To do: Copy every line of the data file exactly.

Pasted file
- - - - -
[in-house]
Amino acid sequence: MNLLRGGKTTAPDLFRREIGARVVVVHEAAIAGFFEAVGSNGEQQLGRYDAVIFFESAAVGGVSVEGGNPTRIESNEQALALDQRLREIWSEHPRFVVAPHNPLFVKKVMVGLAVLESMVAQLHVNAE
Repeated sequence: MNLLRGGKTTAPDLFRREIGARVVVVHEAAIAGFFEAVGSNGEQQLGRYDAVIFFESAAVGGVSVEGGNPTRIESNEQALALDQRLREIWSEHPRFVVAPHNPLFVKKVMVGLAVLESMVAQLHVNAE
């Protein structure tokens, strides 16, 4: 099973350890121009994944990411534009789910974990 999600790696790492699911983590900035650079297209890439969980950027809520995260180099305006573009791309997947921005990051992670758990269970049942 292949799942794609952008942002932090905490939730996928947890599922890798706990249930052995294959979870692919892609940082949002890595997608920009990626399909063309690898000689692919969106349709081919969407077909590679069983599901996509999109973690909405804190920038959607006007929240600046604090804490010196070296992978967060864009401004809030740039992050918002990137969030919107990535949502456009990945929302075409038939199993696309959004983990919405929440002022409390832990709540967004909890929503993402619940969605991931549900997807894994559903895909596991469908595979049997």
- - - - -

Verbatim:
[in-house]
Amino acid sequence: MNLLRGGKTTAPDLFRREIGARVVVVHEAAIAGFFEAVGSNGEQQLGRYDAVIFFESAAVGGVSVEGGNPTRIESNEQALALDQRLREIWSEHPRFVVAPHNPLFVKKVMVGLAVLESMVAQLHVNAE
Repeated sequence: MNLLRGGKTTAPDLFRREIGARVVVVHEAAIAGFFEAVGSNGEQQLGRYDAVIFFESAAVGGVSVEGGNPTRIESNEQALALDQRLREIWSEHPRFVVAPHNPLFVKKVMVGLAVLESMVAQLHVNAE
């Protein structure tokens, strides 16, 4: 099973350890121009994944990411534009789910974990 999600790696790492699911983590900035650079297209890439969980950027809520995260180099305006573009791309997947921005990051992670758990269970049942 292949799942794609952008942002932090905490939730996928947890599922890798706990249930052995294959979870692919892609940082949002890595997608920009990626399909063309690898000689692919969106349709081919969407077909590679069983599901996509999109973690909405804190920038959607006007929240600046604090804490010196070296992978967060864009401004809030740039992050918002990137969030919107990535949502456009990945929302075409038939199993696309959004983990919405929440002022409390832990709540967004909890929503993402619940969605991931549900997807894994559903895909596991469908595979049997």